Here’s Why This Westgarth Thing Is Bad


But floob, it’s just a minor trade. How can you hate this trade?

You’re right, in the end, yesterday’s trade is just Greg Nemisz, a forward who was clearly never going to be in the Flames’ plans (rightfully so, Nemo is a bust) for Kevin Westgarth, a career 4th line/minor league facepuncher. Why am I so upset about it? Why does this move (very hyperbolicly, for the record) have me searching the league to find a new team to be a fan of (what’s up, Darryl Sutter?)

And you’re right, I’m very upset about it, possibly more than I should be, but I am, and with good reason. The trade is a trade, sure, but what the trade MEANS is something very different. And it’s a much bigger, far more ominous thing. My fear is this trade is one of just many facets of what Flames hockey is to become, Citizens, and it makes me want to go into hibernation.

Kevin Westgarth is not just Kevin Westgarth



Solid questions without a logical answer.

Let’s get this straight. This is not about Greg Nemisz. This is not about Kevin Westgarth. Let’s be abundantly clear about this.

Look, obviously the 86ing of Greg Nemisz is a nice coup for the Flames. They only ever retained him in the first place last season because the Abbotsford Heat had a shortage of warm bodies, and at least Nemisz was able to provide that. Obviously that was all he was ever able to provide, and with the Heat having an excess of talent on their team this year, Nemisz is very much dead weight and there’s no problem letting him make a go of this pro hockey thing somewhere else. Good for him if it pans out. Personally, I expect to see him playing in the Spengler Cup next season.

Kevin Westgarth as a return is the meh-iest return in the history of trade returns. As you read in Pike’s coverage of the trade, Westgarth has 9 points in 130 career NHL games. And his possession numbers are not exactly Backlundesque, like I’m sure you expected them to be. Westgarth is here because he is 6’4", 230 pounds, has 202 career PIMs, and according to his hockeydb page, the potential for some sick flow, braj.

He’s most likely going to play in Abbotsford with Lane McDermid (unless McGrattan gets suspended), and that’s fine. He probably fills in on some 4th line duty with the Flames at some point too, maybe immediately, because hockey does not like me very much. That’s less fine, but I think we’re all aware and begrudgingly accepting of the fact that the Flaming C will not roll a lineup without one brawler this season, so so be it. (This will NOT be happening) The Flames are a bad team and they are not going to compete this year, so while tanking is disgusting, if the Flames are legitimately this bad, and they are, they have a good shot at a Top-5 draft pick. And they do.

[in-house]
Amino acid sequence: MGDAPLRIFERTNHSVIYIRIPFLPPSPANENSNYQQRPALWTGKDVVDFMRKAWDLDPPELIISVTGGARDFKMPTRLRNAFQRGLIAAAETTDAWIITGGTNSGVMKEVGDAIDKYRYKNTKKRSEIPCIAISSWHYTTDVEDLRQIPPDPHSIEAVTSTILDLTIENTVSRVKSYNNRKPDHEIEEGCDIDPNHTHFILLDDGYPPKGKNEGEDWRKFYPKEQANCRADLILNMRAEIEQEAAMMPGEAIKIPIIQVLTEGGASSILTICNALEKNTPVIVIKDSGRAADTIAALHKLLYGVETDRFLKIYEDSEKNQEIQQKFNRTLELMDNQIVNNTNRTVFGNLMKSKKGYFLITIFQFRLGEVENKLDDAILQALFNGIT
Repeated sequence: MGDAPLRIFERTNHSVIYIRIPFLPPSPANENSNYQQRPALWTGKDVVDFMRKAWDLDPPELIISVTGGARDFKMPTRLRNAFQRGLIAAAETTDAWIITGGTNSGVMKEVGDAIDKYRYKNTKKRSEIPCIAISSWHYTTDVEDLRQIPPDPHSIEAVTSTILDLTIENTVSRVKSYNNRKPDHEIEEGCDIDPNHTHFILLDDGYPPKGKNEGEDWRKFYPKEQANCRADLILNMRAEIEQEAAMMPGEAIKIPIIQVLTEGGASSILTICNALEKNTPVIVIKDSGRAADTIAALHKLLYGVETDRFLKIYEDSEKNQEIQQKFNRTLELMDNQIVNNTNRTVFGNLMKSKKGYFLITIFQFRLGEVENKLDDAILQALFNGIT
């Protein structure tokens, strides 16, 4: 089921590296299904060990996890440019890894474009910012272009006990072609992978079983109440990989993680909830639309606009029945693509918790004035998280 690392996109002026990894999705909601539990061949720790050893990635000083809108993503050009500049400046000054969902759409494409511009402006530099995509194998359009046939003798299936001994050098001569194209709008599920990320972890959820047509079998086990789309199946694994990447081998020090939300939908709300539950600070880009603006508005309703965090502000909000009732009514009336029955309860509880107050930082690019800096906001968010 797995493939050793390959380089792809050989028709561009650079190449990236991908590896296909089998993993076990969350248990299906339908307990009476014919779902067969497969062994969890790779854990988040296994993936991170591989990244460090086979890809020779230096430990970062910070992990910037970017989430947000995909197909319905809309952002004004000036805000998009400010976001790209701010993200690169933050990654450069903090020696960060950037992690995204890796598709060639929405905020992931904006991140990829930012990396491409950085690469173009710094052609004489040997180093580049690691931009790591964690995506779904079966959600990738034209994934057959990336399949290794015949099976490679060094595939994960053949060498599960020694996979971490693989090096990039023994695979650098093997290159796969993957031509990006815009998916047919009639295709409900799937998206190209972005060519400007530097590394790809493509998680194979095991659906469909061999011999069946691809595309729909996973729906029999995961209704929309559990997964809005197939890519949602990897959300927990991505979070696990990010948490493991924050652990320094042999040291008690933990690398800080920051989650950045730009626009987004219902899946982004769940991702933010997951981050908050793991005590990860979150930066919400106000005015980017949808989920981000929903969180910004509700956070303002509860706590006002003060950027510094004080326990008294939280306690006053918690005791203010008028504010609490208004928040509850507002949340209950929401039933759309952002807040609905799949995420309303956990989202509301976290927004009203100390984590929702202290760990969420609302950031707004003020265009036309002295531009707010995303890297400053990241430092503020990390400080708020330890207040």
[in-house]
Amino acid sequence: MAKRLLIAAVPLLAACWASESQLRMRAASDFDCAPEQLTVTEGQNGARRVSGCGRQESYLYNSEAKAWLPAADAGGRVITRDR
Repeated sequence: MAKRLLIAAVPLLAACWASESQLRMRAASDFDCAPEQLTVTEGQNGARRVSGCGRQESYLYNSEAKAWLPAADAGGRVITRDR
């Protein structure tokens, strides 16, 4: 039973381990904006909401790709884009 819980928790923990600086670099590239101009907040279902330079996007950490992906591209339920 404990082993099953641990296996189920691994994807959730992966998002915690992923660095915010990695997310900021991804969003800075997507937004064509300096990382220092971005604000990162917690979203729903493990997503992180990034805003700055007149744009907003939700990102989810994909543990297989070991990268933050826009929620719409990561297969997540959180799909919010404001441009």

As Kent points out, however, what is the point? To be frank, Westgarth, McGrattan, McDermid, and Jackman are all the same player (with midly varying degrees of facepunching ability). What’s the purpose of a carousel of thugs? Why do we need Plan B goons? (And Plan C, evidently) Is this all just arbitrary roster moves for the sake of roster moves?


Here’s why this is troubling. These sort of moves are part of The Plan.

If you watch the video I posted at the top of this piece, you’ll have noticed it happens to be the press conference Brian Burke gave the media after giving the boot to Jay Feaster.

You don’t have to watch it if you don’t want to re-live it (Lanny knows I don’t), but let’s go over the Coles’ notes, shall we? 



It’s all coming back, isn’t it?

This trade is one more piece of the puzzle that is a Brian Burke hockey team. His philosophy is taking shape and it will continue to do so over the next few seasons until we decide the rebuild needs a successor. (Or you know, the rebuild is complete. Whichever comes first)

I, like a lot of people, cringed when Burke went on Sportsnet and identified to Roger Millions and the world that the successful teams of the world are big teams and as such the Flames will follow in that mold. On it’s own, there’s nothing wrong with that. Size is a good thing. The one thing Burke omitted from the list of characteristics players for the Flames should possess is skill. While some people thought that the idea of skill in these big players was just implied, I myself remained skeptical, and with trades like this, it’s only adding fuel to to grittiest fire I’ve ever seen.

There have been plenty of articles written on this site about how being tough and gritty is fine, so long as the player in question provides other value to a team that is more conducive to winning. Kent has written several and they’ve all been on point in that regard. (As an example here’s one very well written and rational piece exploring the whole damn thing. Trust me, they’re all like this, they’re just usually about a different facepuncher)

The point being that toughness, size, grit, it’s all well and good, but if it comes at the expense of skill, possession, driving play, etc, etc, there’s a real problem here, and your team is hard pressed to move forward with success.

If the plan is to tank (and let’s face it, if Brian Burke doesn’t intend to tank, it’s not going to happen) then this is a practical if not ethically void tactic to do so. Nothing gets you closer to Connor McDavid than punching your way to the bottom. If it’s a short term plan, this is, I suppose, more acceptable, mostly because it is hopefully that: short term.

Unfortunately, I don’t believe that to be the case. A Brian Burke team is a big, nose punchy team, and if you need an example of that, look no further than his last disaster in Toronto. Yes, Burke did favour smaller skilled players like Phil Kessel and Mikhail Grabovski, and he’s got a good eye for talent in that regard.